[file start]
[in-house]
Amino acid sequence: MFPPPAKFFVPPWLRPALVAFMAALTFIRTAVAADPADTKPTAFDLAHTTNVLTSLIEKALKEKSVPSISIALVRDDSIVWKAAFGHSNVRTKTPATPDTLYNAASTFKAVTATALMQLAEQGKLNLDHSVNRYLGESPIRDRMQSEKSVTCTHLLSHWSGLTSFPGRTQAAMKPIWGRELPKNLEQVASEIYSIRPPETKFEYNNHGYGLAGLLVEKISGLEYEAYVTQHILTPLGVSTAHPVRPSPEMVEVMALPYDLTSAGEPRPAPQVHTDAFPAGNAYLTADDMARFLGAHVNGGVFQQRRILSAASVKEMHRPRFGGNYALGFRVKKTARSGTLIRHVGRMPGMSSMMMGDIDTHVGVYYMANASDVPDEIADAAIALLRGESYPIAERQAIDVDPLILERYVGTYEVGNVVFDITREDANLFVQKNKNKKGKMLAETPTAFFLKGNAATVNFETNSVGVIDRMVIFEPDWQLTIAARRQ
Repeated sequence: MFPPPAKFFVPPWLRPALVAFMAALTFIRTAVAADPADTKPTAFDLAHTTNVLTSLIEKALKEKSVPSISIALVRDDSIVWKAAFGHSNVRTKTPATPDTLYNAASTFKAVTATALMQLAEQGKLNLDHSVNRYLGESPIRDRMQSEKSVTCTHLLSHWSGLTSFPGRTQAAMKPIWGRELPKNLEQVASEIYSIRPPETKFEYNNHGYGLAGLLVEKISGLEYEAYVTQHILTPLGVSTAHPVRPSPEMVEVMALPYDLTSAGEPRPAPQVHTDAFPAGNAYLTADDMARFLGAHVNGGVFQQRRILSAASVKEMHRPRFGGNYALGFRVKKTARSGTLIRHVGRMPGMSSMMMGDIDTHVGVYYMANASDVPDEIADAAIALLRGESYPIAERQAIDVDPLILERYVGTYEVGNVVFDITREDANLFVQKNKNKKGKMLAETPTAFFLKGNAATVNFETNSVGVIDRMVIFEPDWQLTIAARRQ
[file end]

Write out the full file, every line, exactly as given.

[in-house]
Amino acid sequence: MFPPPAKFFVPPWLRPALVAFMAALTFIRTAVAADPADTKPTAFDLAHTTNVLTSLIEKALKEKSVPSISIALVRDDSIVWKAAFGHSNVRTKTPATPDTLYNAASTFKAVTATALMQLAEQGKLNLDHSVNRYLGESPIRDRMQSEKSVTCTHLLSHWSGLTSFPGRTQAAMKPIWGRELPKNLEQVASEIYSIRPPETKFEYNNHGYGLAGLLVEKISGLEYEAYVTQHILTPLGVSTAHPVRPSPEMVEVMALPYDLTSAGEPRPAPQVHTDAFPAGNAYLTADDMARFLGAHVNGGVFQQRRILSAASVKEMHRPRFGGNYALGFRVKKTARSGTLIRHVGRMPGMSSMMMGDIDTHVGVYYMANASDVPDEIADAAIALLRGESYPIAERQAIDVDPLILERYVGTYEVGNVVFDITREDANLFVQKNKNKKGKMLAETPTAFFLKGNAATVNFETNSVGVIDRMVIFEPDWQLTIAARRQ
Repeated sequence: MFPPPAKFFVPPWLRPALVAFMAALTFIRTAVAADPADTKPTAFDLAHTTNVLTSLIEKALKEKSVPSISIALVRDDSIVWKAAFGHSNVRTKTPATPDTLYNAASTFKAVTATALMQLAEQGKLNLDHSVNRYLGESPIRDRMQSEKSVTCTHLLSHWSGLTSFPGRTQAAMKPIWGRELPKNLEQVASEIYSIRPPETKFEYNNHGYGLAGLLVEKISGLEYEAYVTQHILTPLGVSTAHPVRPSPEMVEVMALPYDLTSAGEPRPAPQVHTDAFPAGNAYLTADDMARFLGAHVNGGVFQQRRILSAASVKEMHRPRFGGNYALGFRVKKTARSGTLIRHVGRMPGMSSMMMGDIDTHVGVYYMANASDVPDEIADAAIALLRGESYPIAERQAIDVDPLILERYVGTYEVGNVVFDITREDANLFVQKNKNKKGKMLAETPTAFFLKGNAATVNFETNSVGVIDRMVIFEPDWQLTIAARRQ